The scoop on “organic.” How big is it?

DSC00361 (400x369)It’s big! Sales of organic food in 2016 jumped more than 8% from the previous year and now account for 5% of the total food sales in the U.S.

Consumers, especially those in the millennial age group, have embraced “organic” to such an extent, sales reached $43 billion last year and promise to keep growing at a “healthy rate,” if you pardon the pun.

Seventy-five million parents in the 18-34 age bracket are the largest group of organic buyers in America, according to the Organic Trade Association based in Washington, D.C. When surveyed, millennials who embrace healthy food choices said they didn’t care what organic food cost, as long as they felt they were doing everything they could to raise healthy children.

Compared to the 0.6% growth rate in food overall, organic is booming, but still has a long way to go. From the looks of things, it appears the interest in organic products is due to a more conscientious consumer who may have more disposable income because of a robust economy. But looking at the “lifestyle customer” at Green Acres, it may just be because people want to live longer, healthier.

DSC00346 (600x450)At GreenAcres, there are customers who want excellent health, and customers who have food sensitivities and allergies and are looking for grocery products that taste good but don’t disrupt delicate bodily systems.

For much of the country, the most popular organic items are produce—fruits and vegetables. But here in the heartland, where we’re more or less known to be the fast food capital of the world, and people don’t cook like they did even 20 years ago, Midwesterners are looking for good, honest nutrition, but at the lowest cost possible.

Not everyone is educated as to what constitutes “organic” (and what it costs to produce it) as opposed to signage that reads “organic” and food that may not be organic at all but that is cheaply priced.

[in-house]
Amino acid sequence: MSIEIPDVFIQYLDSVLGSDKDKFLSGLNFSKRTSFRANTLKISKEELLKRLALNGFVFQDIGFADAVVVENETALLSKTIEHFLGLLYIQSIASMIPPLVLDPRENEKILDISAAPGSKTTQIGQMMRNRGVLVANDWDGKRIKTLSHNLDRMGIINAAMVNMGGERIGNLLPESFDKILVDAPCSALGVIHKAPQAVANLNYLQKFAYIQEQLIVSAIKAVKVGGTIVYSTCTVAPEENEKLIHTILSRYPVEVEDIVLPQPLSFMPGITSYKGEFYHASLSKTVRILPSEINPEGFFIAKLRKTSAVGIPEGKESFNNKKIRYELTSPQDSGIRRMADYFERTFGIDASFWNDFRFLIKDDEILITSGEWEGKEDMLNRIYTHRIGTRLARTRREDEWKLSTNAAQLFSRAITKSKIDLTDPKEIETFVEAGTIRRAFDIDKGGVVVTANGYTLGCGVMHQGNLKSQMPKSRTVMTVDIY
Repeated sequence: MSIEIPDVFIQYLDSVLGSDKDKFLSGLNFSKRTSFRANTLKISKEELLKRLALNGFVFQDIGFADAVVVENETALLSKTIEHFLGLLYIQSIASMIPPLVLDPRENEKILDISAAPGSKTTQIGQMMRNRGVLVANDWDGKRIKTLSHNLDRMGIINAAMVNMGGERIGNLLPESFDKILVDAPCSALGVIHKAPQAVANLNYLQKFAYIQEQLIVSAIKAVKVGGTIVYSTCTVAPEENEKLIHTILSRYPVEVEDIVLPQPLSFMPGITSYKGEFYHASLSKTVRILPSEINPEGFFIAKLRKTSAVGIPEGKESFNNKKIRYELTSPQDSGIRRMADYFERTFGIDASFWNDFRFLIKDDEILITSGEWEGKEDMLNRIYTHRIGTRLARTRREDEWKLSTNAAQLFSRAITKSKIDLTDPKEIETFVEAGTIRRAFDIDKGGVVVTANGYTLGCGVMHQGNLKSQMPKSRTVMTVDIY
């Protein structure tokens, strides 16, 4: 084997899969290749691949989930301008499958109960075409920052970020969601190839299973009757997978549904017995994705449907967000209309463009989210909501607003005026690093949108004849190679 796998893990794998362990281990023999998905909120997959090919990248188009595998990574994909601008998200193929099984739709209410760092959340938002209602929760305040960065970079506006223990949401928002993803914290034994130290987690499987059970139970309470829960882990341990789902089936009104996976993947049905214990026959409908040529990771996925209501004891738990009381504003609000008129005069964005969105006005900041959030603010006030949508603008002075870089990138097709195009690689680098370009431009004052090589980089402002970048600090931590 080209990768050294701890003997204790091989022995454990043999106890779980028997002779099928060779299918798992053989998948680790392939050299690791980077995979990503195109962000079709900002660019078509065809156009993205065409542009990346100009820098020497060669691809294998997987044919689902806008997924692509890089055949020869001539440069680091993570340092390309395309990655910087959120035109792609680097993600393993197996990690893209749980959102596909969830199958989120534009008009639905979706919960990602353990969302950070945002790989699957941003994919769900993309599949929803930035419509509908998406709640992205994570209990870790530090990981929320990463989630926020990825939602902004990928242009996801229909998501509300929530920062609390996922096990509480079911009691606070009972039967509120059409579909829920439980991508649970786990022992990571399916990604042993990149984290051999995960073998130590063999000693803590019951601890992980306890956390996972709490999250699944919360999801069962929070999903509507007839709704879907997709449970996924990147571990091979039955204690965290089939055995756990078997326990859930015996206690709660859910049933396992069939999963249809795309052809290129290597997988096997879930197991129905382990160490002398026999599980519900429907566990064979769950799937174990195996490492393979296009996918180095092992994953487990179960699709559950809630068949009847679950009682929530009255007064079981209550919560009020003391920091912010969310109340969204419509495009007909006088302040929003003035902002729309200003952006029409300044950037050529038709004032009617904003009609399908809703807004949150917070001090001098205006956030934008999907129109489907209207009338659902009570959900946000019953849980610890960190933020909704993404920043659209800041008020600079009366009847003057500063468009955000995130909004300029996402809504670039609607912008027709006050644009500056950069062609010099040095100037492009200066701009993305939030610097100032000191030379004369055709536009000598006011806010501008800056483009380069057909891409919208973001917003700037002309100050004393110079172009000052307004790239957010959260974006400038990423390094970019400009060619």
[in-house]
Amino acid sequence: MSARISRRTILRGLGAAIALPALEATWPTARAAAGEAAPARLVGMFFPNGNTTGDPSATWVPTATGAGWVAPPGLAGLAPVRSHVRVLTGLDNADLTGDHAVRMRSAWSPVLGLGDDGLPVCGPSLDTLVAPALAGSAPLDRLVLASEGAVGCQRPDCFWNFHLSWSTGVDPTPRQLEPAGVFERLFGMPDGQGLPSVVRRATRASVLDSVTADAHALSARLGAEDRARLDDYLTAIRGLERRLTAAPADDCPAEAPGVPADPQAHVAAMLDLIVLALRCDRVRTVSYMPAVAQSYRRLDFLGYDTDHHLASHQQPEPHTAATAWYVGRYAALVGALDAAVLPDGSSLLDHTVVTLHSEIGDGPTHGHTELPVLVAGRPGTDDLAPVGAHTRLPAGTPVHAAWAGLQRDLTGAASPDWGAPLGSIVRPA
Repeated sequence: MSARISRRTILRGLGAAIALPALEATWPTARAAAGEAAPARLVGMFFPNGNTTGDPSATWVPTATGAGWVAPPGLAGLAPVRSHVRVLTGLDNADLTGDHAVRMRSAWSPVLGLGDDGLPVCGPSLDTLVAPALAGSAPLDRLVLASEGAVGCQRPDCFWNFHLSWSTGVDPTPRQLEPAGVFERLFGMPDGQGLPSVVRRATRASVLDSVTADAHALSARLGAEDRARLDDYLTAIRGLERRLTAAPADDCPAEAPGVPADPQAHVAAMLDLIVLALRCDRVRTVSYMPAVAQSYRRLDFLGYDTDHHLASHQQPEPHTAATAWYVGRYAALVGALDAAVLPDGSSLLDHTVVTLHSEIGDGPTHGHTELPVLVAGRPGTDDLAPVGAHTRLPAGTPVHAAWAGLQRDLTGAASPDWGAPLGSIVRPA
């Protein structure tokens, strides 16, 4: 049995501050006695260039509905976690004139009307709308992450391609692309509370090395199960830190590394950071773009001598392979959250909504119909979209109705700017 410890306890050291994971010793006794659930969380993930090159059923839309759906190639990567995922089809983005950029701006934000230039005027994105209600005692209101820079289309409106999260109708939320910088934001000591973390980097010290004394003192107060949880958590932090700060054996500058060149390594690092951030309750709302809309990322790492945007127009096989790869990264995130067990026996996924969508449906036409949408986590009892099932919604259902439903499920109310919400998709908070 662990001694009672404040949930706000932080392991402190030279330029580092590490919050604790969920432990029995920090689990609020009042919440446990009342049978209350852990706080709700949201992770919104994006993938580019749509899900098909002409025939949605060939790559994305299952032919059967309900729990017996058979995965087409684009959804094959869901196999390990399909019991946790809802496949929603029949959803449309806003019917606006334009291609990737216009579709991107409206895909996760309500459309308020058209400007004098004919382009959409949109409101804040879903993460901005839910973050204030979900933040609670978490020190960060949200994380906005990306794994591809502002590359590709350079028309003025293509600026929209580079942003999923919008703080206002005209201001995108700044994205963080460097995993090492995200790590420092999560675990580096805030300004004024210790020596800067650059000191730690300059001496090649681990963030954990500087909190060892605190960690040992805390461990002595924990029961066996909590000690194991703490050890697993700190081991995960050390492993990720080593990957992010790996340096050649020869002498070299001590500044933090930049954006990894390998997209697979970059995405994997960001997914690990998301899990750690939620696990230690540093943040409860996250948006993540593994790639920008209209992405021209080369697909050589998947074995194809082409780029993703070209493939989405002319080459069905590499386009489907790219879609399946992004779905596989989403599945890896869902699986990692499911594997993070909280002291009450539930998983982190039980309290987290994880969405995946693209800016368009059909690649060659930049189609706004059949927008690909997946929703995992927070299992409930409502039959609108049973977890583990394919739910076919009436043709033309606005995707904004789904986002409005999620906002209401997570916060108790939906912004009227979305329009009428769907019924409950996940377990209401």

According to HelpGuide.Org., The term “organic” refers to the way agricultural products are grown and processed. While regulations vary from country to country, in the U.S., organic crops must be grown without the use of synthetic pesticides, bioengineered genes (GMOs), petroleum-based or sewage sludge-based fertilizers.

“Organic livestock raised for meat, eggs and dairy products must have access to the outdoors and be given organic feed. They may not be given antibiotics, growth hormones, or any animal by-products.”

With the above restrictions, comes a larger price tag. Still, committed consumers who are more desirous of good health embrace nutritious, less chemically-laden food and are willing to pay more to get it. GreenAcres customers have been heard to proclaim, “I’d rather pay more now for food than health-related medical bills later in life.”

A recent study by the Hartman Group, a food and beverage firm in Bellevue, Washington, reported 44% of organic shoppers are willing to pay an additional 20% or more for fresh, organic food, and likewise 20% more for free-range, organic poultry.

DSC00359 (600x450)This discovery by the food industry has caused Kroger, Walmart, Target and other big box stores to convert a larger portion of their shelves and aisles to organic produce and groceries. And it’s put pressure on health food stores to monitor their prices carefully so as to stay competitive and yet offer the best nutrition to their customers possible.

With diversification has come a raid on “all natural” startups.

Again, according to the Organic Trade Association, in the last couple of years, “Campbell Soup has bought out Bolthouse Farms salad dressings and juices, Coca-Cola, organic Honest Tea, and Hormel, Applegate Farms, all of which we carry at GreenAcres.

“General Mills’ organic-only portfolio has grown more than 350% over the past five years. Natural and organic sales were $1 billion this year, growing at a double-digit clip since 2000 when the Minneapolis-based cereal maker first ventured into organic with the purchase of Small Planet Foods, which produces a variety of organic foods, from ketchup to granola bars. In 2014, General Mills acquired Annie’s, which features fruit snacks, cereal, cookies and more.”

DSC00357 (600x450)This development has made GreenAcres a watchdog of sorts, making sure our customers continue to get the nutrition they’ve been used to from products now absorbed by an industry not heretofore known for good nutrition. So far, so good. But if GMOs, high fructose corn syrup, preservatives or anything else not considered up to our standards show up in these bought-out company products, you can bet GreenAcres will quit carrying them all together.

That’s why it’s important to know your grocer–someone you can trust to provide the most nutritious, organic food from the most reliable local and national sources; vitamin and mineral supplements from long-time partnerships; and sustainable laundry and cleaning agents from companies that deliver what they promise.

Because in the “organic” industry, while it may be big, it’s far from equal.